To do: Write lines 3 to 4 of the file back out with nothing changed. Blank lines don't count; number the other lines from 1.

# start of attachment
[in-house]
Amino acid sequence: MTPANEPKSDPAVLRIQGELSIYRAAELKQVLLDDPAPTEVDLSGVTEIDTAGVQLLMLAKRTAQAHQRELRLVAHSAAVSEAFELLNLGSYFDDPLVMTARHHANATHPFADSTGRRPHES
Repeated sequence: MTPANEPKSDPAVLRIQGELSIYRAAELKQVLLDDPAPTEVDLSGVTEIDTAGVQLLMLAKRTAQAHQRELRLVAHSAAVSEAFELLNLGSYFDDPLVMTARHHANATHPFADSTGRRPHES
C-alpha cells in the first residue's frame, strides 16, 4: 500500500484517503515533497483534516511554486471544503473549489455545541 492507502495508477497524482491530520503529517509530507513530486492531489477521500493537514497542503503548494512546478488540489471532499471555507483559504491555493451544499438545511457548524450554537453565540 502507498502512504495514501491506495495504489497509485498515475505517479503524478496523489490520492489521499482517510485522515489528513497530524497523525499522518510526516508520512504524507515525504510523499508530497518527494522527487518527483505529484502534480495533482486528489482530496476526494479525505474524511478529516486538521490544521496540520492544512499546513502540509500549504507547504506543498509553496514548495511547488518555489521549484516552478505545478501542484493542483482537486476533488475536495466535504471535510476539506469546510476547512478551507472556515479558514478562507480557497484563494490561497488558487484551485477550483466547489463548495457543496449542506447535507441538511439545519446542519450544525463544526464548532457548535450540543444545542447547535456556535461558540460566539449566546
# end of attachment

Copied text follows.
Repeated sequence: MTPANEPKSDPAVLRIQGELSIYRAAELKQVLLDDPAPTEVDLSGVTEIDTAGVQLLMLAKRTAQAHQRELRLVAHSAAVSEAFELLNLGSYFDDPLVMTARHHANATHPFADSTGRRPHES
C-alpha cells in the first residue's frame, strides 16, 4: 500500500484517503515533497483534516511554486471544503473549489455545541 492507502495508477497524482491530520503529517509530507513530486492531489477521500493537514497542503503548494512546478488540489471532499471555507483559504491555493451544499438545511457548524450554537453565540 502507498502512504495514501491506495495504489497509485498515475505517479503524478496523489490520492489521499482517510485522515489528513497530524497523525499522518510526516508520512504524507515525504510523499508530497518527494522527487518527483505529484502534480495533482486528489482530496476526494479525505474524511478529516486538521490544521496540520492544512499546513502540509500549504507547504506543498509553496514548495511547488518555489521549484516552478505545478501542484493542483482537486476533488475536495466535504471535510476539506469546510476547512478551507472556515479558514478562507480557497484563494490561497488558487484551485477550483466547489463548495457543496449542506447535507441538511439545519446542519450544525463544526464548532457548535450540543444545542447547535456556535461558540460566539449566546